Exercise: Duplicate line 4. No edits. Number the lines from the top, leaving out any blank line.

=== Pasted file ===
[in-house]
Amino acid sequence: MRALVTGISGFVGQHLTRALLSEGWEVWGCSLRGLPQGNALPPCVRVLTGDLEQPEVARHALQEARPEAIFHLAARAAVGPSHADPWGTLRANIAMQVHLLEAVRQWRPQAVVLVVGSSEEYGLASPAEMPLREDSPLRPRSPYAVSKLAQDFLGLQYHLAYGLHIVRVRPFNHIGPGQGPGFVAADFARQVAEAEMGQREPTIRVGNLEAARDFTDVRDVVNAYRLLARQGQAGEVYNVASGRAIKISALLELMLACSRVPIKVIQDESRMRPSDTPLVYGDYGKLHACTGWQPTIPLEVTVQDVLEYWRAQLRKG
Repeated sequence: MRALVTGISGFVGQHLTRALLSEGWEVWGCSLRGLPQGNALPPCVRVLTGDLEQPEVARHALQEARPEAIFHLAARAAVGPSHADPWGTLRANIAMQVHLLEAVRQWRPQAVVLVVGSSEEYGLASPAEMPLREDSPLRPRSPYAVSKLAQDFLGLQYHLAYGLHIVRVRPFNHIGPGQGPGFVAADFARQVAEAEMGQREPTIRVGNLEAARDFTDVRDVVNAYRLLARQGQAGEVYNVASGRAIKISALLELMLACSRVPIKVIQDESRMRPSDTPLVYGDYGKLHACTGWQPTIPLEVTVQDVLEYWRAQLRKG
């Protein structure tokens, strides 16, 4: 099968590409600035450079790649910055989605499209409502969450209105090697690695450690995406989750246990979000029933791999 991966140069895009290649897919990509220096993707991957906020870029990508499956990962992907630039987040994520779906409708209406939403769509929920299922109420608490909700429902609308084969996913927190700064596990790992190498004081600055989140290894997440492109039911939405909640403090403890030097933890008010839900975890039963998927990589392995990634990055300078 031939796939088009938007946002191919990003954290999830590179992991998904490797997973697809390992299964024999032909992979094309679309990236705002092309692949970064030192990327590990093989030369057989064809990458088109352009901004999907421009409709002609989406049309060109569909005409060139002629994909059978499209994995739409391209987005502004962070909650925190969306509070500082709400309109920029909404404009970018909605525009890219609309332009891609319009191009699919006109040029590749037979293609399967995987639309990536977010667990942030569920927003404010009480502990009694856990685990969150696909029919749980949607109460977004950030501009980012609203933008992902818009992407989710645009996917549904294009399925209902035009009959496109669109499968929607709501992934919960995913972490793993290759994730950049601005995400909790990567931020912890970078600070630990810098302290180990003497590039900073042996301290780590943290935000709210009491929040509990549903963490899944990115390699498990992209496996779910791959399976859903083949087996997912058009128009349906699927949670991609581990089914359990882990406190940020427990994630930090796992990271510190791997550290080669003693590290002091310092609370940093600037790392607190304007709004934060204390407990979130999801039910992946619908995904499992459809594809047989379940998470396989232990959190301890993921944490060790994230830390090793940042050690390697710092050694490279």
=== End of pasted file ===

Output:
């Protein structure tokens, strides 16, 4: 099968590409600035450079790649910055989605499209409502969450209105090697690695450690995406989750246990979000029933791999 991966140069895009290649897919990509220096993707991957906020870029990508499956990962992907630039987040994520779906409708209406939403769509929920299922109420608490909700429902609308084969996913927190700064596990790992190498004081600055989140290894997440492109039911939405909640403090403890030097933890008010839900975890039963998927990589392995990634990055300078 031939796939088009938007946002191919990003954290999830590179992991998904490797997973697809390992299964024999032909992979094309679309990236705002092309692949970064030192990327590990093989030369057989064809990458088109352009901004999907421009409709002609989406049309060109569909005409060139002629994909059978499209994995739409391209987005502004962070909650925190969306509070500082709400309109920029909404404009970018909605525009890219609309332009891609319009191009699919006109040029590749037979293609399967995987639309990536977010667990942030569920927003404010009480502990009694856990685990969150696909029919749980949607109460977004950030501009980012609203933008992902818009992407989710645009996917549904294009399925209902035009009959496109669109499968929607709501992934919960995913972490793993290759994730950049601005995400909790990567931020912890970078600070630990810098302290180990003497590039900073042996301290780590943290935000709210009491929040509990549903963490899944990115390699498990992209496996779910791959399976859903083949087996997912058009128009349906699927949670991609581990089914359990882990406190940020427990994630930090796992990271510190791997550290080669003693590290002091310092609370940093600037790392607190304007709004934060204390407990979130999801039910992946619908995904499992459809594809047989379940998470396989232990959190301890993921944490060790994230830390090793940042050690390697710092050694490279």